The Bulldogs should face some of the toughest competition of the year at the meet. Teams from Albany, Brown, Central Connecticut State, La Salle, Monmouth, New Haven, Providence, Sacred Heart, Southern Connecticut State, St. Joseph's, Stony Brook, Trinity College, UConn, and UMass-Amherst will be competing. Complete heat sheets are available here.

The meet, because of the tough competition and two-day layout, will be a perfect opportunity to tune up for the championship portion of the season. The two-day format is a good experience for the Bulldog athletes because the upcoming Heptagonal Championships and ECAC Championships both utilize two-day schedules.

For Associate Head Coach David Shoehalter, the Giegengack Invitational can be viewed as the beginning of the championship season.

"We use this meet as preparation for the Heptagonal Championships in that it is a two-day format," Shoehalter said. "We really look at the Giegengack as the beginning of our championship season. We've put in the hard work necessary for tapering, and usually begin to cut back on our training in the week leading up to this meet. The meet is in a two-day format, which will prepare our athletes for the rigors of the Heptagonal Championship schedule. Athletes will have to be prepared for a second day of competition. For the seniors, it will be the last chance to compete in Coxe Cage."

Competition will get underway at 5:00 p.m. on Friday with the men's long jump and weight throw, which will be followed by the women's long jump and weight throw. The women's high jump will begin at 6:00 p.m. Running events will start at 6:15 p.m. with the women's 5,000-meter run. Field events will begin on Saturday morning with the women's shot put at 9:30 a.m. The women's 60-meter hurdles will start off the track events at 12:40 p.m. A complete schedule of events can be found here. Buses will be available to transport spectators to and from Coxe Cage, and will be leaving Payne Whitney Gym every 15 minutes. Results will be posted on the Yale Athletics website at the conclusion of each day of competition.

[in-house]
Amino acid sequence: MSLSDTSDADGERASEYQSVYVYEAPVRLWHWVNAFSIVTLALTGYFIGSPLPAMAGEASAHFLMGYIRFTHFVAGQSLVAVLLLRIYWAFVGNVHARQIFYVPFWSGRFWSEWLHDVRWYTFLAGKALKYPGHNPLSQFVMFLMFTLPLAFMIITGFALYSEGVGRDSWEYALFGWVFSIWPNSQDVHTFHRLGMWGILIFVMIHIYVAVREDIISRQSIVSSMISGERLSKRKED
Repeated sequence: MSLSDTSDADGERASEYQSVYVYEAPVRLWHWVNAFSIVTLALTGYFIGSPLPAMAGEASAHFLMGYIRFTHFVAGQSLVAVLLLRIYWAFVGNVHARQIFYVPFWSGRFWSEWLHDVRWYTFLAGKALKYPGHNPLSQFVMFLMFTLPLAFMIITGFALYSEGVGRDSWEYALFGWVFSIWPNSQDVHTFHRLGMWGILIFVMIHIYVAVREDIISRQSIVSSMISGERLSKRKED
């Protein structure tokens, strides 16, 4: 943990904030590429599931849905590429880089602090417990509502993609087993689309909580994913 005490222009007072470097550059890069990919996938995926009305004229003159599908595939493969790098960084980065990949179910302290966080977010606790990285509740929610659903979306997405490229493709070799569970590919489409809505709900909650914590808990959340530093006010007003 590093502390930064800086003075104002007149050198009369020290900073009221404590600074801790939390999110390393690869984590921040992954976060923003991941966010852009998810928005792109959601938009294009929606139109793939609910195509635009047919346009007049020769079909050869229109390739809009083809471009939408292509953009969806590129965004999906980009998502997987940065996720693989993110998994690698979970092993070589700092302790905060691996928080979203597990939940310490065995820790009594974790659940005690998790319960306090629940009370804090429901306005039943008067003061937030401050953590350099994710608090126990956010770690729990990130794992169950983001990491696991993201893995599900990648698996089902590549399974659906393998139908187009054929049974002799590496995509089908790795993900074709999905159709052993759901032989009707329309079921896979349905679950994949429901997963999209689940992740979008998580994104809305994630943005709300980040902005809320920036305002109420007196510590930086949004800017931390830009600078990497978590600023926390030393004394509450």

The Giegengack Invitational is named in honor of legendary Yale track and field coach Bob Giegengack. In his 29 years at Yale, the USA Track and Field Hall of Famer led the Elis to 183 victories, four IC4A titles, and 13 outdoor and four indoor Heptagonal championships. Teacher, coach, philosopher, tireless storyteller and international leader in track and field, Bob Giegengack spent more than 40 fruitful, exciting years in a career he loved. Helping talented young people to excel, both in their sport and in their studies, met his highest ideals. He trained his athletes, encouraged them and taught them strategies for success, always with the goal of mens sana in corpore sano, a healthy mind in a healthy body. From each athlete, he demanded the best effort possible, not just for the sake of individual achievement, but also for the good of the team. Beginning with his high school students at Brooklyn Prep, then at Fordham and Yale, and as an Olympic coach in Melbourne (1956) and Tokyo (1964), "Gieg" worked to fulfill his personal ideals as a teacher, mentor and competitor. After his retirement in 1976, he coached Yale's first women's team. The Giegengack legacy of talent, devotion and high ideals lives on at Yale today.

Report filed by Caleb Dorfman '09, Yale Sports Publicity